There’s a reason Kirkus Review named The Dog Thief one of its Best Indie Books…it’s just that good.
We’ve chosen it as our first audiobook, and we’re happy to announce it’s gone into production with Wes Super, and will be available by late June.
In the meantime, we hope you’ll enjoy this excerpt from “The Dog Thief” novella.
The Dog Thief
How it All Started
Lucky, the three-legged pitbull, escaped from confinement in the tool shed by chewing his way through the rotten boards of the wall. He emerged, blinking in the sunlight, just as Donald opened his front door to toss some trash out into the yard. Donald gave a yell and charged down the steps. Lucky galloped across the yard and took off down the narrow dirt track that led through the woods to the paved road at the bottom of the hill.
Lucky ran like a dog having a fit. With only one front leg, he tended to throw to the left and stayed upright only because of his momentum.
At the bottom of the hill a Berlin Wall of moldy eight-by-four plywood sheets hid a collection of ramshackle homemade dwellings. Cats drifted between the cabins, cruising for mice or tidbits of garbage. An old pickup quietly disintegrated in the mud in front of the main dwelling. Only the community totem, a soggy MIA flag drooping on a pole, could be seen from the dirt road.
Three people stood by the open gate in the plywood wall and watched Lucky’s clumsy three-legged race down the hill. They said nothing as the dog arrived, panting and exhausted, to collapse at their feet.
They knew who the dog belonged to, so they waited expectantly, watching the road. A few moments later a fat pale man in overalls arrived at a trot and halted, sweaty and breathless, at the property line.
“That’s…my…sister’s…dog,” he gasped. He had a large shapeless head from which ears sprouted like pink mushrooms. His loose wet mouth betrayed weakness, but his tiny eyes had the strength of pigheaded stupidity. He took up a stance like a gunslinger and attempted belligerence. “Give him here.”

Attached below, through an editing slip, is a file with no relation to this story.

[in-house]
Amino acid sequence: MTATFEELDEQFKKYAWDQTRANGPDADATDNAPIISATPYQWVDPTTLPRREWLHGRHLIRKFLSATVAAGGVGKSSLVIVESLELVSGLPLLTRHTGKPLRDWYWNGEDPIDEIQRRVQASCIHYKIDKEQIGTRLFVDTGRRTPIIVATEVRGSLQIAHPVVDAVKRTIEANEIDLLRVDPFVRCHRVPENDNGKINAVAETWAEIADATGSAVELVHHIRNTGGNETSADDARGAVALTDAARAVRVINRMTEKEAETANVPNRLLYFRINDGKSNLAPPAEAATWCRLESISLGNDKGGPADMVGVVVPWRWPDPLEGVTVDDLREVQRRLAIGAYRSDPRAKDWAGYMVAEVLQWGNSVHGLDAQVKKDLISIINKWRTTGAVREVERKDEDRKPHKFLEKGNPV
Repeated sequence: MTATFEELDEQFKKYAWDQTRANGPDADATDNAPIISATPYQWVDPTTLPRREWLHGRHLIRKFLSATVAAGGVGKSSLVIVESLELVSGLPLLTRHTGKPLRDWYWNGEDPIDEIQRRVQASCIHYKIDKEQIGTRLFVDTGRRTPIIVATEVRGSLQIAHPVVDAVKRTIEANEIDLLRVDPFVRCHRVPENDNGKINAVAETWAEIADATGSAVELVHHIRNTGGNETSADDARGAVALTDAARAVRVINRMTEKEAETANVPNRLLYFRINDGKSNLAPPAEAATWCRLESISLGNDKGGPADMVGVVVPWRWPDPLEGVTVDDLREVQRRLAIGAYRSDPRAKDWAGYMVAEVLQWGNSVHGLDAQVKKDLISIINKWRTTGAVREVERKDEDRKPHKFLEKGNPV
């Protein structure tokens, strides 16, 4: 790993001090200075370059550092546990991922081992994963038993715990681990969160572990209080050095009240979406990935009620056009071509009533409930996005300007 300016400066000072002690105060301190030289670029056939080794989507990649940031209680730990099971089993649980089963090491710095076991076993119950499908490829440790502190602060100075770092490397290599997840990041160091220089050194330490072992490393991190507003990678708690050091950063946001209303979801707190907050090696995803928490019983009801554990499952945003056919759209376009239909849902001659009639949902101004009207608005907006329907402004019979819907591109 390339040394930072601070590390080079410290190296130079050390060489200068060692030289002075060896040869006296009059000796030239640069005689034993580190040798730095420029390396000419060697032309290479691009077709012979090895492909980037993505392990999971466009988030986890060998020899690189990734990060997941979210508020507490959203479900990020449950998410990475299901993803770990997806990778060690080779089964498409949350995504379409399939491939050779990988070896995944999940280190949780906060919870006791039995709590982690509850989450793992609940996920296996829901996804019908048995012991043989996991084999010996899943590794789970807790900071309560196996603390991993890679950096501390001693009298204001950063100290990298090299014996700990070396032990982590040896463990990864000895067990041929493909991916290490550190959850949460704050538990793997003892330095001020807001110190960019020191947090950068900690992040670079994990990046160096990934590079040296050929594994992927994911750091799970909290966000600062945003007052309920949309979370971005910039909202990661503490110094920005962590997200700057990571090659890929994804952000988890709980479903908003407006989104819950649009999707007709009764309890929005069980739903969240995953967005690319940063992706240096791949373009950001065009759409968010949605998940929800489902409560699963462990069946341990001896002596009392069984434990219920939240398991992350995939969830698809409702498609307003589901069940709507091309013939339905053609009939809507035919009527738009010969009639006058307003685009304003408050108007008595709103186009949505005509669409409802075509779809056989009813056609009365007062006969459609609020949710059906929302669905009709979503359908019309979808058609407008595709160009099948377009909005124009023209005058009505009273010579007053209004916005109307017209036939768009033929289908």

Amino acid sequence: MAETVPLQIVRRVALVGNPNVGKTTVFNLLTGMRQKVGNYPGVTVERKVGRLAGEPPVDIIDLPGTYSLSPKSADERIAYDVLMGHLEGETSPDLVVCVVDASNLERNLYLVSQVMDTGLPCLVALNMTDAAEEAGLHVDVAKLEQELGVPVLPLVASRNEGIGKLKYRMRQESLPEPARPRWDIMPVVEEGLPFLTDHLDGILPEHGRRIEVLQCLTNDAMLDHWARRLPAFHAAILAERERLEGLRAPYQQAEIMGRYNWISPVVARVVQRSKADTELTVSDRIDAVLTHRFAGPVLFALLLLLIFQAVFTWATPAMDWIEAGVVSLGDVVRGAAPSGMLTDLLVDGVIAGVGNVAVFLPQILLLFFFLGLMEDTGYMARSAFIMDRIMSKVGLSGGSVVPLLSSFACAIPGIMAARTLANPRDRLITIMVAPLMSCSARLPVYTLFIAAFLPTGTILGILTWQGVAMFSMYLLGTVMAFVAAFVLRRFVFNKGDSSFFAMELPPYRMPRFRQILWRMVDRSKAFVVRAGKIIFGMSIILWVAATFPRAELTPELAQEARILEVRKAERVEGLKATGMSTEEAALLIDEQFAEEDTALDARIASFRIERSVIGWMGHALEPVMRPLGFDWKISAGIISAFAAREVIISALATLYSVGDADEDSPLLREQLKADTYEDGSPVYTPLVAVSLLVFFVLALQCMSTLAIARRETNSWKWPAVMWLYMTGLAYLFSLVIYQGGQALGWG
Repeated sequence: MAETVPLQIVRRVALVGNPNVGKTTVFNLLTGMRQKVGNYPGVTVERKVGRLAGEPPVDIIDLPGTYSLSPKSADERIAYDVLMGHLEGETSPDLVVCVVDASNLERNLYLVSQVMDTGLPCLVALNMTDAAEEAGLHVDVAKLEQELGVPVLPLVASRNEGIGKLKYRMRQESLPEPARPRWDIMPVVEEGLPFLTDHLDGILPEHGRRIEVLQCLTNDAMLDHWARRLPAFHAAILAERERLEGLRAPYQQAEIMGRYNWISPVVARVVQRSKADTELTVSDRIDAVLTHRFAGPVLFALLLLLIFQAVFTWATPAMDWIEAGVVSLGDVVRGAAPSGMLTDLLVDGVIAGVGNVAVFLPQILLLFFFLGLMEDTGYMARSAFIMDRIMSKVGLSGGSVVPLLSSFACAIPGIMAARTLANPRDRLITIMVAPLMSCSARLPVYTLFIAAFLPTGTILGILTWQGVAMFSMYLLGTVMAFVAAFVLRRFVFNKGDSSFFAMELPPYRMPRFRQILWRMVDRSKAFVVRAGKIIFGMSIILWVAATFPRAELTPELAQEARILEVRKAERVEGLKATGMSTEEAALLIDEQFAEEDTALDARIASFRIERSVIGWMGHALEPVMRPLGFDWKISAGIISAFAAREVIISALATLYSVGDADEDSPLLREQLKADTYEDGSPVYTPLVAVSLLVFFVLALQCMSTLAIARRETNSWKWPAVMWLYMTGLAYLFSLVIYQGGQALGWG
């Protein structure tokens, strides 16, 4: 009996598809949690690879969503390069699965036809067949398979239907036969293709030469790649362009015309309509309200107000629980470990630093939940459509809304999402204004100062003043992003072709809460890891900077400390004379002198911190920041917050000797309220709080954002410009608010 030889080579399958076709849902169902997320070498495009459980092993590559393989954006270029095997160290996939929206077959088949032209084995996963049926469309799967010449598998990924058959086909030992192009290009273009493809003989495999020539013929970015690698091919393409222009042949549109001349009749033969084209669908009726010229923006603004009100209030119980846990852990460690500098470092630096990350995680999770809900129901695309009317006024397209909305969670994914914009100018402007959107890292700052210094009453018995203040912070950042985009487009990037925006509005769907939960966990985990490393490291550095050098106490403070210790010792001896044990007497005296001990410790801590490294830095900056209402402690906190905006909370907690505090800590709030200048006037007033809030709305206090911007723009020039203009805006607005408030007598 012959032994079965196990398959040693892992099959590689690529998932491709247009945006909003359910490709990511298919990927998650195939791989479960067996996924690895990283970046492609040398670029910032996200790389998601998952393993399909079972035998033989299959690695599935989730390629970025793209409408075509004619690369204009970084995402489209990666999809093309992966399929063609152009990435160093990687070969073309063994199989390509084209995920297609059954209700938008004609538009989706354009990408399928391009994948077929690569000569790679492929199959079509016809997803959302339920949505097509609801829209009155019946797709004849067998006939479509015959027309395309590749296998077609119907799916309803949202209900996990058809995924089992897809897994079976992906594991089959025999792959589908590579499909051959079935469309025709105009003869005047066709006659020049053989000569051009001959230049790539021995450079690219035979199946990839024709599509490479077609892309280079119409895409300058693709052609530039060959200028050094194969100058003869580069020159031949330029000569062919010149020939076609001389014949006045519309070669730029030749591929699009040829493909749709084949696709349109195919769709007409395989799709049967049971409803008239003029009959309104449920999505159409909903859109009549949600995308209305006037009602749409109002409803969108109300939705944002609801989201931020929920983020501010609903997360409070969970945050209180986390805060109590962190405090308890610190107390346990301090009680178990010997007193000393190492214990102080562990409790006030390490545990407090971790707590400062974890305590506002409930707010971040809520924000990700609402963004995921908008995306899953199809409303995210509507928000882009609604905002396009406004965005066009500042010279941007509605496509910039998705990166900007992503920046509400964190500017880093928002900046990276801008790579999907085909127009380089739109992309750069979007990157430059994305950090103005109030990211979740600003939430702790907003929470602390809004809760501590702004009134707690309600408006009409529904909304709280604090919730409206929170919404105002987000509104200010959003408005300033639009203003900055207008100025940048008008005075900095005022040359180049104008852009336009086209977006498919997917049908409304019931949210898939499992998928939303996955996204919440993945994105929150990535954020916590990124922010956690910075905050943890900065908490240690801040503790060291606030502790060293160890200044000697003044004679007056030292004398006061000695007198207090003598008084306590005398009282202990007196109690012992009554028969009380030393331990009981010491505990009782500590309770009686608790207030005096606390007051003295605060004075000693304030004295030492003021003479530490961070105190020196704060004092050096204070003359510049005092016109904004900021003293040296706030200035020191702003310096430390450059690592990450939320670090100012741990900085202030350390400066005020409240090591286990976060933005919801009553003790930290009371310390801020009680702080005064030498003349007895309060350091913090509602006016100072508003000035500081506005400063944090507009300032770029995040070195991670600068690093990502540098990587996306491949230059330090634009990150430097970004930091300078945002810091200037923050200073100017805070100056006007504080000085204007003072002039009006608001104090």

“No,” said Blacksnake. “Fuck off.”
Blacksnake was wearing combat clothes. Judging by the smell, it was the same uniform he’d brought back from Vietnam. He had a sizable pot belly, a gray ponytail, and a cynical gaze. His two friends, a scrappy one-eyed woman and a tank-shaped Native American, also wore hodgepodges of military garb. All three were old, but looked like they might have been pretty tough back in the day.
The fat man had never been tough. He blinked, sputtered, and started a rant, waving one pink finger in the air. “My mother gave that dog to my sister. He was stolen by these dope dealers. There’s a gang of dope dealers hanging around my house…”
“Your sister is dead,” Blacksnake rarely made eye contact, but now he directed a glare straight at the fat man. “I said fuck off, Donny.”
Stand-off. The dog sprawled in the dirt, worried brown eyes tracking the conversation. The three people didn’t move, and their bodies melded into a wall as dirty and mean-looking as their plywood barricade. Muttering threats, the fat man backed away. The three watched silently, not bothering to jeer, as he turned and shuffled up the track toward his home.
And that’s how Lucky, the three-legged pitbull, was rescued by Blacksnake and his crew. It was an impulse born of a marriage between spite and kindness. No one realized at the time that this simple act would set off a cascade of events including a series of miracles and a felony.
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